What Do I Believe?
Do you believe in God?
Do you believe that you were created by God?
Do you believe that your life has meaning outside of yourself?
We All Believe Something
No matter what it is that you claim about spirituality, religion, or faith - we all believe in something.
You can believe that God exists, created all of us, and is the loving Fatherly Creator of the universe who deeply loves all of His creation.
You can believe that God does not possibly exist, and that human life is an accidental happening. And our lives then, are no more than our pursuit of fulfillment.
Both of these are beliefs. That God exists and that He doesn’t. Both require a level of faith, and a system of belief that shapes how one sees the world and lives in it. We will call this a worldview.
“Even a self-proclaimed Skeptic believes that any exclusive claims to a superior knowledge [or of the existence of God] cannot be true. But this objection itself is a religious belief,” (Keller, 12).
“You Do You Boo”
“We no longer find ourselves already participating in a mysterious and richly meaningful world; instead, we have the sense that the universe is indifferent, and the only meaning to be had is the meaning that we ourselves must make. The metaphysical burden is great: Find your own unique way of being human.”
We have to find our own ways of making meaning.
This is why you see people who do not follow one religious background, or spiritual identity, but find meaning in a number of ways.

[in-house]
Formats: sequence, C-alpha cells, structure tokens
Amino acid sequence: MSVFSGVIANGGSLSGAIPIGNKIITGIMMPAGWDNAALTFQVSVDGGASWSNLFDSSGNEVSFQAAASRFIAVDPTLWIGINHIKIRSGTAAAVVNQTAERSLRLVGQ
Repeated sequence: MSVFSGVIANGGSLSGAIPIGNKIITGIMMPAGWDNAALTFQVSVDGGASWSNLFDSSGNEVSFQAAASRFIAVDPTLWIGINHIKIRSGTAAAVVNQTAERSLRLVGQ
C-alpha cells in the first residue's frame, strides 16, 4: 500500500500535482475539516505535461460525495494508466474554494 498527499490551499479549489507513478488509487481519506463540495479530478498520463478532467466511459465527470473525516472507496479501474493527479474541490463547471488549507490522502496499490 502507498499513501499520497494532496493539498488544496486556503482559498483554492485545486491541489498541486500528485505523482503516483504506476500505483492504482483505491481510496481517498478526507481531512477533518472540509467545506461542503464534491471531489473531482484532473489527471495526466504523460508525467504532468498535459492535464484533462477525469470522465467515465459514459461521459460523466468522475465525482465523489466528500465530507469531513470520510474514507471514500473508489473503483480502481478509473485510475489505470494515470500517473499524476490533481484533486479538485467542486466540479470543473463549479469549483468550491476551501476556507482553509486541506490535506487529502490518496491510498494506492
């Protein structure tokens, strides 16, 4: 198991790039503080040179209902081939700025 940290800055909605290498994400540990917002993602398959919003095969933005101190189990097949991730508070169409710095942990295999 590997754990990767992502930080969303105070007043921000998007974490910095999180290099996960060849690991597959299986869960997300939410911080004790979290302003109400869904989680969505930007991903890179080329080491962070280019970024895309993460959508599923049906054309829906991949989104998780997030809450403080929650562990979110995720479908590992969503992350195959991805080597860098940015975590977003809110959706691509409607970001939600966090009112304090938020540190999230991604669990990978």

You find it in nature, in personal spirituality, in your enneagram type, in your friends, in your snapchat and instagram pages, in your grades here at school.
We are all trying to make meaning, all of the time. And we make that meaning through our system of belief. A system that everyone here today, has.
Problem: This isolates us.
We do not commit to fully believing in one religious or spiritual community. We take pieces from Buddhism, Catholicism, Christianity, Islam and we put together this ‘faith’.
But instead of coming to a full, life-long and life-changing understanding we find ourselves wanting as we choose the parts we like, instead of one faith in its fullness. The good and the bad.
Believing is not choosing what you like, and cancelling what you don’t. But that is exactly what the world tells us.
Example: I think that Jesus is a good dude who did some amazing stuff, but I do not believe that He is God. I pray 5 times a day toward Mecca, praying to Allah. While I also pray to Shiva and I read the Bhagavad Gita as my holy text.
We can learn from different religious identities. In fact, we can even come to believe our faith more deeply and fully by learning from other believers. But, when we start to pick and choose beliefs and ideas because they ‘feel right’ -- we begin to become a god unto ourselves.